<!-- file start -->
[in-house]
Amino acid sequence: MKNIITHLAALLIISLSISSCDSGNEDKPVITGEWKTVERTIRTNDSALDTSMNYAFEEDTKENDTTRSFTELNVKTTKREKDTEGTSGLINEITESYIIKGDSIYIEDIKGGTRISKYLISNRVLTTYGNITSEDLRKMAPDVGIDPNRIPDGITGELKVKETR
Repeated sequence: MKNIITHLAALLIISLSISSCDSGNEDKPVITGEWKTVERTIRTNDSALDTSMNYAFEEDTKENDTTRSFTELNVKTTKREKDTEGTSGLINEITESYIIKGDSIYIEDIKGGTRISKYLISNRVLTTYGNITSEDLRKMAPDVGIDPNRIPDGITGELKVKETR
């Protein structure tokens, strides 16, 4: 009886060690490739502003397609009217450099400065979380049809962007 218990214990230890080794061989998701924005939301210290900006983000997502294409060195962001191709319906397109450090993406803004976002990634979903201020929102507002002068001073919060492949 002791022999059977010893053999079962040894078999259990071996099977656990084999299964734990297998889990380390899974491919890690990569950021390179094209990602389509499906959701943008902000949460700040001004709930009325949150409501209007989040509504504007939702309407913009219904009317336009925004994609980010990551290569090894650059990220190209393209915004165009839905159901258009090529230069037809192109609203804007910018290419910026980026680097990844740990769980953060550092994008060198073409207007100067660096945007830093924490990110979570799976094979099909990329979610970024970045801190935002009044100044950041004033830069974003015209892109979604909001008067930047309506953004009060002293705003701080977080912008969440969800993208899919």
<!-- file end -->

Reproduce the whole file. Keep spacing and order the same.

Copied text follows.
[in-house]
Amino acid sequence: MKNIITHLAALLIISLSISSCDSGNEDKPVITGEWKTVERTIRTNDSALDTSMNYAFEEDTKENDTTRSFTELNVKTTKREKDTEGTSGLINEITESYIIKGDSIYIEDIKGGTRISKYLISNRVLTTYGNITSEDLRKMAPDVGIDPNRIPDGITGELKVKETR
Repeated sequence: MKNIITHLAALLIISLSISSCDSGNEDKPVITGEWKTVERTIRTNDSALDTSMNYAFEEDTKENDTTRSFTELNVKTTKREKDTEGTSGLINEITESYIIKGDSIYIEDIKGGTRISKYLISNRVLTTYGNITSEDLRKMAPDVGIDPNRIPDGITGELKVKETR
């Protein structure tokens, strides 16, 4: 009886060690490739502003397609009217450099400065979380049809962007 218990214990230890080794061989998701924005939301210290900006983000997502294409060195962001191709319906397109450090993406803004976002990634979903201020929102507002002068001073919060492949 002791022999059977010893053999079962040894078999259990071996099977656990084999299964734990297998889990380390899974491919890690990569950021390179094209990602389509499906959701943008902000949460700040001004709930009325949150409501209007989040509504504007939702309407913009219904009317336009925004994609980010990551290569090894650059990220190209393209915004165009839905159901258009090529230069037809192109609203804007910018290419910026980026680097990844740990769980953060550092994008060198073409207007100067660096945007830093924490990110979570799976094979099909990329979610970024970045801190935002009044100044950041004033830069974003015209892109979604909001008067930047309506953004009060002293705003701080977080912008969440969800993208899919």